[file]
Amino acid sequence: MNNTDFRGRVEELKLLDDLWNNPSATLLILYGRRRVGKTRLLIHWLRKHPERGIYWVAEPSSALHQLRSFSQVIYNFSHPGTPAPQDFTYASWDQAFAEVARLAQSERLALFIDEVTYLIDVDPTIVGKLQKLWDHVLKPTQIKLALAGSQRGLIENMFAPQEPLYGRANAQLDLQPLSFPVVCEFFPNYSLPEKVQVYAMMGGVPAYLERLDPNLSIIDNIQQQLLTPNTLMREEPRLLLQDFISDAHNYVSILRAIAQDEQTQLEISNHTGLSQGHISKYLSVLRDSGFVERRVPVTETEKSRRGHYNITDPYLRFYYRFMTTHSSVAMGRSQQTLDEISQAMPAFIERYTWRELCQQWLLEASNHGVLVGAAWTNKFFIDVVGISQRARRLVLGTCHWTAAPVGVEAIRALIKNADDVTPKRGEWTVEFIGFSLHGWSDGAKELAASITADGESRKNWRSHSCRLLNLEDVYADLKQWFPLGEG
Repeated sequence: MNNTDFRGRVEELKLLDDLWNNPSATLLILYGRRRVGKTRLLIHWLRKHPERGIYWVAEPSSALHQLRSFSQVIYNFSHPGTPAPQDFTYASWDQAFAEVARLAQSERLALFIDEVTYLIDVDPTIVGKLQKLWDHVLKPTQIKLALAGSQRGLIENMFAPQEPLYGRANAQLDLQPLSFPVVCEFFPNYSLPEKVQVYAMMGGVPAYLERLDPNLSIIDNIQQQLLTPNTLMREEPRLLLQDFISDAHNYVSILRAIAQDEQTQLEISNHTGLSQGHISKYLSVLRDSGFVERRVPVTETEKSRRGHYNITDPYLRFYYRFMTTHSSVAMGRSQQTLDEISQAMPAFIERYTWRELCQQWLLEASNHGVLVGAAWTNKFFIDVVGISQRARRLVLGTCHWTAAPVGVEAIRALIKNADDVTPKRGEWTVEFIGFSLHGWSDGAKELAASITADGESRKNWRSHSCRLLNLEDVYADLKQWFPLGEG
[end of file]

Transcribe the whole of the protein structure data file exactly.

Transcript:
Amino acid sequence: MNNTDFRGRVEELKLLDDLWNNPSATLLILYGRRRVGKTRLLIHWLRKHPERGIYWVAEPSSALHQLRSFSQVIYNFSHPGTPAPQDFTYASWDQAFAEVARLAQSERLALFIDEVTYLIDVDPTIVGKLQKLWDHVLKPTQIKLALAGSQRGLIENMFAPQEPLYGRANAQLDLQPLSFPVVCEFFPNYSLPEKVQVYAMMGGVPAYLERLDPNLSIIDNIQQQLLTPNTLMREEPRLLLQDFISDAHNYVSILRAIAQDEQTQLEISNHTGLSQGHISKYLSVLRDSGFVERRVPVTETEKSRRGHYNITDPYLRFYYRFMTTHSSVAMGRSQQTLDEISQAMPAFIERYTWRELCQQWLLEASNHGVLVGAAWTNKFFIDVVGISQRARRLVLGTCHWTAAPVGVEAIRALIKNADDVTPKRGEWTVEFIGFSLHGWSDGAKELAASITADGESRKNWRSHSCRLLNLEDVYADLKQWFPLGEG
Repeated sequence: MNNTDFRGRVEELKLLDDLWNNPSATLLILYGRRRVGKTRLLIHWLRKHPERGIYWVAEPSSALHQLRSFSQVIYNFSHPGTPAPQDFTYASWDQAFAEVARLAQSERLALFIDEVTYLIDVDPTIVGKLQKLWDHVLKPTQIKLALAGSQRGLIENMFAPQEPLYGRANAQLDLQPLSFPVVCEFFPNYSLPEKVQVYAMMGGVPAYLERLDPNLSIIDNIQQQLLTPNTLMREEPRLLLQDFISDAHNYVSILRAIAQDEQTQLEISNHTGLSQGHISKYLSVLRDSGFVERRVPVTETEKSRRGHYNITDPYLRFYYRFMTTHSSVAMGRSQQTLDEISQAMPAFIERYTWRELCQQWLLEASNHGVLVGAAWTNKFFIDVVGISQRARRLVLGTCHWTAAPVGVEAIRALIKNADDVTPKRGEWTVEFIGFSLHGWSDGAKELAASITADGESRKNWRSHSCRLLNLEDVYADLKQWFPLGEG